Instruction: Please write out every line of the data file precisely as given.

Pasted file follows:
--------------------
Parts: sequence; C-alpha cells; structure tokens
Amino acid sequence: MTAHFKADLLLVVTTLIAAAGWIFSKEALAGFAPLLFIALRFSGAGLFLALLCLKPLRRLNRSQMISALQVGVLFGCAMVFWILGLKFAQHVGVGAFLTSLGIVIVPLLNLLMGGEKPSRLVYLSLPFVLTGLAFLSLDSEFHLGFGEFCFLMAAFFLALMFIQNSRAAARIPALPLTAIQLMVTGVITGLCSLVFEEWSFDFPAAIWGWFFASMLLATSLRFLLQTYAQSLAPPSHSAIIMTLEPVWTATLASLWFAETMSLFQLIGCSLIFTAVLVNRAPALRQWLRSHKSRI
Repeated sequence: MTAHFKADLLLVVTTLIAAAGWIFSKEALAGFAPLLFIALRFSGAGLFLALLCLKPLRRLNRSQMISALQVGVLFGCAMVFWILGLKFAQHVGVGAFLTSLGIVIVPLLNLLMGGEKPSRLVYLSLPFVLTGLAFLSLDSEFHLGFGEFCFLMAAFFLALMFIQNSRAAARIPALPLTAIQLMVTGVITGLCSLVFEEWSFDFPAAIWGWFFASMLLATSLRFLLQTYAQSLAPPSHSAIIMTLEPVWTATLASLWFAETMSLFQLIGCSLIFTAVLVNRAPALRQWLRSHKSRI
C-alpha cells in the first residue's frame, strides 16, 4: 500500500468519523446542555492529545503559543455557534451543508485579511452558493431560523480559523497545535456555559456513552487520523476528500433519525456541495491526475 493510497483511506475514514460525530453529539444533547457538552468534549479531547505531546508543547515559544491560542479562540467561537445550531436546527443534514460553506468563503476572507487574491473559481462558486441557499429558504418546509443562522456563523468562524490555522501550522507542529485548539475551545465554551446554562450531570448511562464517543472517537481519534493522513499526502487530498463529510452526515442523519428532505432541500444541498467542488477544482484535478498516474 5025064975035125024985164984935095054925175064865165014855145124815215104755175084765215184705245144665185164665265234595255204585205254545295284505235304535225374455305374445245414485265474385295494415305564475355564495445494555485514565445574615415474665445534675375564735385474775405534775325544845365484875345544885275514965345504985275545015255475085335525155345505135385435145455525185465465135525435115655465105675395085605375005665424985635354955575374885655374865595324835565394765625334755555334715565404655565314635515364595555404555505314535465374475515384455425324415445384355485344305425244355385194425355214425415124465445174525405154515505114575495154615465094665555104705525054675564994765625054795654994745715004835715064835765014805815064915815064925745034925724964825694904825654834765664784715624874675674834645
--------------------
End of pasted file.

Parts: sequence; C-alpha cells; structure tokens
Amino acid sequence: MTAHFKADLLLVVTTLIAAAGWIFSKEALAGFAPLLFIALRFSGAGLFLALLCLKPLRRLNRSQMISALQVGVLFGCAMVFWILGLKFAQHVGVGAFLTSLGIVIVPLLNLLMGGEKPSRLVYLSLPFVLTGLAFLSLDSEFHLGFGEFCFLMAAFFLALMFIQNSRAAARIPALPLTAIQLMVTGVITGLCSLVFEEWSFDFPAAIWGWFFASMLLATSLRFLLQTYAQSLAPPSHSAIIMTLEPVWTATLASLWFAETMSLFQLIGCSLIFTAVLVNRAPALRQWLRSHKSRI
Repeated sequence: MTAHFKADLLLVVTTLIAAAGWIFSKEALAGFAPLLFIALRFSGAGLFLALLCLKPLRRLNRSQMISALQVGVLFGCAMVFWILGLKFAQHVGVGAFLTSLGIVIVPLLNLLMGGEKPSRLVYLSLPFVLTGLAFLSLDSEFHLGFGEFCFLMAAFFLALMFIQNSRAAARIPALPLTAIQLMVTGVITGLCSLVFEEWSFDFPAAIWGWFFASMLLATSLRFLLQTYAQSLAPPSHSAIIMTLEPVWTATLASLWFAETMSLFQLIGCSLIFTAVLVNRAPALRQWLRSHKSRI
C-alpha cells in the first residue's frame, strides 16, 4: 500500500468519523446542555492529545503559543455557534451543508485579511452558493431560523480559523497545535456555559456513552487520523476528500433519525456541495491526475 493510497483511506475514514460525530453529539444533547457538552468534549479531547505531546508543547515559544491560542479562540467561537445550531436546527443534514460553506468563503476572507487574491473559481462558486441557499429558504418546509443562522456563523468562524490555522501550522507542529485548539475551545465554551446554562450531570448511562464517543472517537481519534493522513499526502487530498463529510452526515442523519428532505432541500444541498467542488477544482484535478498516474 5025064975035125024985164984935095054925175064865165014855145124815215104755175084765215184705245144665185164665265234595255204585205254545295284505235304535225374455305374445245414485265474385295494415305564475355564495445494555485514565445574615415474665445534675375564735385474775405534775325544845365484875345544885275514965345504985275545015255475085335525155345505135385435145455525185465465135525435115655465105675395085605375005665424985635354955575374885655374865595324835565394765625334755555334715565404655565314635515364595555404555505314535465374475515384455425324415445384355485344305425244355385194425355214425415124465445174525405154515505114575495154615465094665555104705525054675564994765625054795654994745715004835715064835765014805815064915815064925745034925724964825694904825654834765664784715624874675674834645